Therefore, a quick progress in the US – North working level negotiations should be made to ensure a smooth implementation of the road map for denuclearization and peace process. The good news is that the US and North Korea do not wish to break the ongoing negotiations. North Korea has imposed a temporary moratorium on nuclear and missile tests and shut down its nuclear tests sites, and has begun to shut down its missile engine test sites. It also has returned the remains of US soldiers. During his third visit to North Korea, Secretary Pompeo demanded full declaration of North Korean weapons of mass destruction stockpiles, and setting a timeline for denuclearization. From now on, in response to declaration of the end of the Korean War, Washington and Pyongyang will have to come up with ideas for the timeline for denuclearization. North Korea should propose more detailed, concrete measures to denuclearize, and the US needs to quickly suggest comprehensive measures for regime security of North Korea. The two sides have to reconcile different views in order to make strides toward North Korea’s denuclearization, through the end-of-the-war declaration demanded by North Korea.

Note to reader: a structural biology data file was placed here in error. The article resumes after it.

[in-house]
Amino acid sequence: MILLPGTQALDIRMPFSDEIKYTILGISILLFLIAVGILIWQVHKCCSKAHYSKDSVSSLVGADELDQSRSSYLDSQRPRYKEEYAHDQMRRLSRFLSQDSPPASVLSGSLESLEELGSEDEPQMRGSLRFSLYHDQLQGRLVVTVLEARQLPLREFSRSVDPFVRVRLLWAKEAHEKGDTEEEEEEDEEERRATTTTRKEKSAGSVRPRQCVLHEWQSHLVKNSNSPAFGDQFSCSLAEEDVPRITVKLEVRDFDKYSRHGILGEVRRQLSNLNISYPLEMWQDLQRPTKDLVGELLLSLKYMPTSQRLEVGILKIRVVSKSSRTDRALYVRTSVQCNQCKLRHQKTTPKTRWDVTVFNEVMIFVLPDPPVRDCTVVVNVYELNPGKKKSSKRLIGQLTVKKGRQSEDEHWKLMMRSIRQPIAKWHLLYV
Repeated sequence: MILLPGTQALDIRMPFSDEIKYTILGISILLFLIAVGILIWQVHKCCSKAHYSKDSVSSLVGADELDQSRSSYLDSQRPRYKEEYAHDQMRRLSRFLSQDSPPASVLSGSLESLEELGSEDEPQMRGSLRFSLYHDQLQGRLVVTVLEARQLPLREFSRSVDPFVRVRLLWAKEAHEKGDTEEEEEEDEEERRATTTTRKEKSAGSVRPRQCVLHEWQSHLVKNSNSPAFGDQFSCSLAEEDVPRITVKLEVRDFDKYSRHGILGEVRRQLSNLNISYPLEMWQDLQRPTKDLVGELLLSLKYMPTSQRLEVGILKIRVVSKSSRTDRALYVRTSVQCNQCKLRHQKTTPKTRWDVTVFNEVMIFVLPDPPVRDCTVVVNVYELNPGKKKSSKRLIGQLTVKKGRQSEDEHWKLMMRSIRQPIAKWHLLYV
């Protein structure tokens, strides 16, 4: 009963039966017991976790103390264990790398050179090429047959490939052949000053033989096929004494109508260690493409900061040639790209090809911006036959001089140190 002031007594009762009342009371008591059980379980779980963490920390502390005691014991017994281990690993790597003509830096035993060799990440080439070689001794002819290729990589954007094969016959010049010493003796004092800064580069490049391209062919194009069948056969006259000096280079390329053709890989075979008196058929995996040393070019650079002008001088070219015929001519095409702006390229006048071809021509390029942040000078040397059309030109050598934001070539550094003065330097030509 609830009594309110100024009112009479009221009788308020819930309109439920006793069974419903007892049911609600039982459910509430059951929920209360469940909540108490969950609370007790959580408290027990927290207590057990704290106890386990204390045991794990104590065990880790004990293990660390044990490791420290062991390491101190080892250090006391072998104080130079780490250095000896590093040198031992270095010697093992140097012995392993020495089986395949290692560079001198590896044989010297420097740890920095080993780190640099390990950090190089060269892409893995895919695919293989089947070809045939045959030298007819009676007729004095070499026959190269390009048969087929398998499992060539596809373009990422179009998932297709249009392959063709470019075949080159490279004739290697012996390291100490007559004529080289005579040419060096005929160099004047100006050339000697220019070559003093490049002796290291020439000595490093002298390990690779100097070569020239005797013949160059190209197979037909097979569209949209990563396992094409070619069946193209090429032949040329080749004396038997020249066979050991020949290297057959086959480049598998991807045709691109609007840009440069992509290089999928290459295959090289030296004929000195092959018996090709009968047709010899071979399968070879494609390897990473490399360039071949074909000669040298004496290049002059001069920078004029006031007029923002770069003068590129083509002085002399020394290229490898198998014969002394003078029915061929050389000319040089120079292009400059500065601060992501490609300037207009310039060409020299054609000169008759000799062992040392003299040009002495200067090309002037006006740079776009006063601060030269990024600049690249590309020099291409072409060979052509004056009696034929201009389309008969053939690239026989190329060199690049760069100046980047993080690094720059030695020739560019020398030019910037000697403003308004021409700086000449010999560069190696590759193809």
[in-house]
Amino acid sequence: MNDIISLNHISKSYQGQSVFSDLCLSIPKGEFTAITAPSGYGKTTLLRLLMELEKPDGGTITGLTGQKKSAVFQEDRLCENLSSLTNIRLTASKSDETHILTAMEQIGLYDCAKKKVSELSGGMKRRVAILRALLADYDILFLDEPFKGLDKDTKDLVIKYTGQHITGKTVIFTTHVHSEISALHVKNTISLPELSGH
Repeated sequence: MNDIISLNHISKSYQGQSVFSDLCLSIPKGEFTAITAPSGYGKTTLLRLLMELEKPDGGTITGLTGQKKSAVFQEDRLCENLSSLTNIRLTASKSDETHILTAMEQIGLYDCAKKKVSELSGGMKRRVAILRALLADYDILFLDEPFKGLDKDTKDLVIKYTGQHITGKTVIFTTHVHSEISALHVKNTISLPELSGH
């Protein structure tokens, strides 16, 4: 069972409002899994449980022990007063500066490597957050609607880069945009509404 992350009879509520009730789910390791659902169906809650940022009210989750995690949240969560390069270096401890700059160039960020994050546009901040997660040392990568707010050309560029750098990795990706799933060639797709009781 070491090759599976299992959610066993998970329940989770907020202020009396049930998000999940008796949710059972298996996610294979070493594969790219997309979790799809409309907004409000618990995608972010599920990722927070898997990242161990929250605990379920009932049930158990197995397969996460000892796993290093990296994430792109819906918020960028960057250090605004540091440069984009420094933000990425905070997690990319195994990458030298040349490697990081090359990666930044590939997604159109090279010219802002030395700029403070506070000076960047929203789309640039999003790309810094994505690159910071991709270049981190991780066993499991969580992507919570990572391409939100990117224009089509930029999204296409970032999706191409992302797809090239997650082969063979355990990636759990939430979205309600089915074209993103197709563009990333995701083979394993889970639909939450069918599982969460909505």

In this case, the South Korea – US alliance may have to move in a positive direction, and efforts will be made to forge an alliance to deal with a nuclear-free North Korea. In other words, the alliance between Seoul and Washington needs to take into account new roles.